Holy Grail of accident prevention and mitigation. No one knows how
to do it yet. But one knows how to try a little bit.
NASA tried out a potential fuel inerting agent, so-called Anti-Misting
Kerosene (AMK), developed by UK's ICI over about 17 years, in a
controlled crash of a B720 in the Mojave Desert in 1984. The aircraft
was flown remotely into what amounted to a series of large knives
on a dirt runway. However, the fuel ignited and burned anyway. Not
the way normal kerosene would burn, and indeed large amounts of
data were collected on the fire, and on the impact, from the dummies
in the passenger seats. But it did burn, destructively and hot.
Frank Taylor commented:
- I believe that [AMK] would work in the majority of cases
and indeed might have minimised the fires in recent events so
that the structures held. However the problem remains of getting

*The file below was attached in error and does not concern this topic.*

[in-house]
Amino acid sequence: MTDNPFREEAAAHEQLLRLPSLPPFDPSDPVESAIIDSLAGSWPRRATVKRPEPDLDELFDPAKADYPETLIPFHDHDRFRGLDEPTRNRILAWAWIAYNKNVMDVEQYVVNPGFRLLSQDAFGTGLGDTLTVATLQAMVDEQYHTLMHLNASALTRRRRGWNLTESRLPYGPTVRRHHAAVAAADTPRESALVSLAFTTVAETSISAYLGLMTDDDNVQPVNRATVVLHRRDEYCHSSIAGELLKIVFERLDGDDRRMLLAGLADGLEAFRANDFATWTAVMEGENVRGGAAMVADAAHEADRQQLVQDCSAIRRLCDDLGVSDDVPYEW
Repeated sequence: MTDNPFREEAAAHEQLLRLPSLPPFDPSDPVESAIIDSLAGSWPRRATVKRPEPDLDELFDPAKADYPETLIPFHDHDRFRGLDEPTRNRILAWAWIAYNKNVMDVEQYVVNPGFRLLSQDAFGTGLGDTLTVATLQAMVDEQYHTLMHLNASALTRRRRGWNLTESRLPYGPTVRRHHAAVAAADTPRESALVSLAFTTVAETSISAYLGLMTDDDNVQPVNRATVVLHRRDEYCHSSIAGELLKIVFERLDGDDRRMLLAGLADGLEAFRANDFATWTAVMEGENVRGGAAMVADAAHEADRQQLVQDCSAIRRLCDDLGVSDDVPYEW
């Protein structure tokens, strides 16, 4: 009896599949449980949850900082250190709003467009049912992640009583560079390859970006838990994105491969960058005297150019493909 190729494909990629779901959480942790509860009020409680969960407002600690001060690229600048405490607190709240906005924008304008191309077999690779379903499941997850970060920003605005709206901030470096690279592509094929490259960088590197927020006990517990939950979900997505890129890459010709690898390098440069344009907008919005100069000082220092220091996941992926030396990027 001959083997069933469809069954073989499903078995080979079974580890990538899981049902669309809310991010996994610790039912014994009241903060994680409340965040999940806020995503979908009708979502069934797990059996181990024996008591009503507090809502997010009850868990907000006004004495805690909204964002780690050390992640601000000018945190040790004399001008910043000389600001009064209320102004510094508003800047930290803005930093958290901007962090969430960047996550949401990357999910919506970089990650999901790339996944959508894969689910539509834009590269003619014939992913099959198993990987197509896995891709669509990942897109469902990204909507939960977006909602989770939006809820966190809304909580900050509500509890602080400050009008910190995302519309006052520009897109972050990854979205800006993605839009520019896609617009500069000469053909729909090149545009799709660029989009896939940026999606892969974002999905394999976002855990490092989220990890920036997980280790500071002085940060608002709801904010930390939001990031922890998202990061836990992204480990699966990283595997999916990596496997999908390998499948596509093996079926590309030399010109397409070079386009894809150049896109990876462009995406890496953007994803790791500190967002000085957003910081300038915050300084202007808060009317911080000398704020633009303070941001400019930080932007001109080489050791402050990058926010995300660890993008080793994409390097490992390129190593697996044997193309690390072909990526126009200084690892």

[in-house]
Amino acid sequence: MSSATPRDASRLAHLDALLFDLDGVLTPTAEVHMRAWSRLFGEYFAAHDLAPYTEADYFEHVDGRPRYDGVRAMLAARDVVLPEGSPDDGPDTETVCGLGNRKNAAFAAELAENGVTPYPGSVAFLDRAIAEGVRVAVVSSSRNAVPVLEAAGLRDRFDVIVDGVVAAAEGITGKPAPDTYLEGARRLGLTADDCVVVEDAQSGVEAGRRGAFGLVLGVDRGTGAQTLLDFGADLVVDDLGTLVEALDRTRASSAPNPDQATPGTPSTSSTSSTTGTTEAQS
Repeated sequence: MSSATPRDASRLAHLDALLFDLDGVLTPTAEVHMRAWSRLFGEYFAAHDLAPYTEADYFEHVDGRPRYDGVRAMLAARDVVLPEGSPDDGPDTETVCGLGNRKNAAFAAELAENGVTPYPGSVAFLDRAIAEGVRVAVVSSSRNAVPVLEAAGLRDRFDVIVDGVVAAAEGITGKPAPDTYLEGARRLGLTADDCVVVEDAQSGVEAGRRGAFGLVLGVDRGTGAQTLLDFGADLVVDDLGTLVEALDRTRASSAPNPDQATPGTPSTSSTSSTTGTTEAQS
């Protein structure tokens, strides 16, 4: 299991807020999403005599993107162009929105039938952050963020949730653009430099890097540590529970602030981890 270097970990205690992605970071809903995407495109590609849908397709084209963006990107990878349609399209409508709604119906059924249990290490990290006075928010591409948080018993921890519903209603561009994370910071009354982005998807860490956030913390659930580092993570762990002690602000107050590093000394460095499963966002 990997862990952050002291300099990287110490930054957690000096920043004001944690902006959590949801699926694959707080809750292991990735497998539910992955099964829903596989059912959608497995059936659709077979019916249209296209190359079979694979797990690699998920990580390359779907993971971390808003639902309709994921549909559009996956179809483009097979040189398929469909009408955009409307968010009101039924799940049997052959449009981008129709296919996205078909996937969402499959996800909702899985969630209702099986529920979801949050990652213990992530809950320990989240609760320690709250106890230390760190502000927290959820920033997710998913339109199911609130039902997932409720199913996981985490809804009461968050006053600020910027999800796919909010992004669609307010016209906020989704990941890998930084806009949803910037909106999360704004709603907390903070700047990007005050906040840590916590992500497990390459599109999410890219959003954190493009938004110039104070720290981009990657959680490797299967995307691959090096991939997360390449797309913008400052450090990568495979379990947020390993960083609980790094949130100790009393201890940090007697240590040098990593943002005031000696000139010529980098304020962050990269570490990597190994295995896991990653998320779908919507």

a suitable AMK into the aircraft in the correct 'mix' day in day
out such that a wrong mix 'never' occurs that could stop all engines
with disastrous results. I use 'never' in the 'acceptably rare'
Fuel inerting in this form is about risk mitigation: the hazard
remains, but the severity of the outcome is much reduced. The accident
along with its severity can be considered a causal product of the
flight path of the aircraft bringing it into proximity and collision
with an object, the kinetic energy of the aircraft, and its potential
incendiary energy. We have looked at the incendiary aspects. There
is little one can reasonably do about the kinetic energy. What about
the flight path? People have mulled over the flight path problem.
Frank Taylor again: